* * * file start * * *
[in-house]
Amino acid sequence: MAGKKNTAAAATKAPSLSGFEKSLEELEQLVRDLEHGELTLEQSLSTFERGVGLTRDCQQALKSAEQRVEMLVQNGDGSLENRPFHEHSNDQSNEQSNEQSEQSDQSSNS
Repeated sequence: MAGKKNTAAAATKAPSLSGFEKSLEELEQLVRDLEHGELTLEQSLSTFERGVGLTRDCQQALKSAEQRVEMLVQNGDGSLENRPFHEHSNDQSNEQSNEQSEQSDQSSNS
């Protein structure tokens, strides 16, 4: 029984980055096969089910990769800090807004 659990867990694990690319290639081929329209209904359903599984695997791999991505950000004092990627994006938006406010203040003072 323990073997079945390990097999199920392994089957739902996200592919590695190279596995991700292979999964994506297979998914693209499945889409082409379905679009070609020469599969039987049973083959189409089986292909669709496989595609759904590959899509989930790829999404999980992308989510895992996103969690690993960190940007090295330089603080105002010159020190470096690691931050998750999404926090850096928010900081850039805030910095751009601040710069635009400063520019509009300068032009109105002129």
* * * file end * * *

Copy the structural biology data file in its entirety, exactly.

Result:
[in-house]
Amino acid sequence: MAGKKNTAAAATKAPSLSGFEKSLEELEQLVRDLEHGELTLEQSLSTFERGVGLTRDCQQALKSAEQRVEMLVQNGDGSLENRPFHEHSNDQSNEQSNEQSEQSDQSSNS
Repeated sequence: MAGKKNTAAAATKAPSLSGFEKSLEELEQLVRDLEHGELTLEQSLSTFERGVGLTRDCQQALKSAEQRVEMLVQNGDGSLENRPFHEHSNDQSNEQSNEQSEQSDQSSNS
């Protein structure tokens, strides 16, 4: 029984980055096969089910990769800090807004 659990867990694990690319290639081929329209209904359903599984695997791999991505950000004092990627994006938006406010203040003072 323990073997079945390990097999199920392994089957739902996200592919590695190279596995991700292979999964994506297979998914693209499945889409082409379905679009070609020469599969039987049973083959189409089986292909669709496989595609759904590959899509989930790829999404999980992308989510895992996103969690690993960190940007090295330089603080105002010159020190470096690691931050998750999404926090850096928010900081850039805030910095751009601040710069635009400063520019509009300068032009109105002129």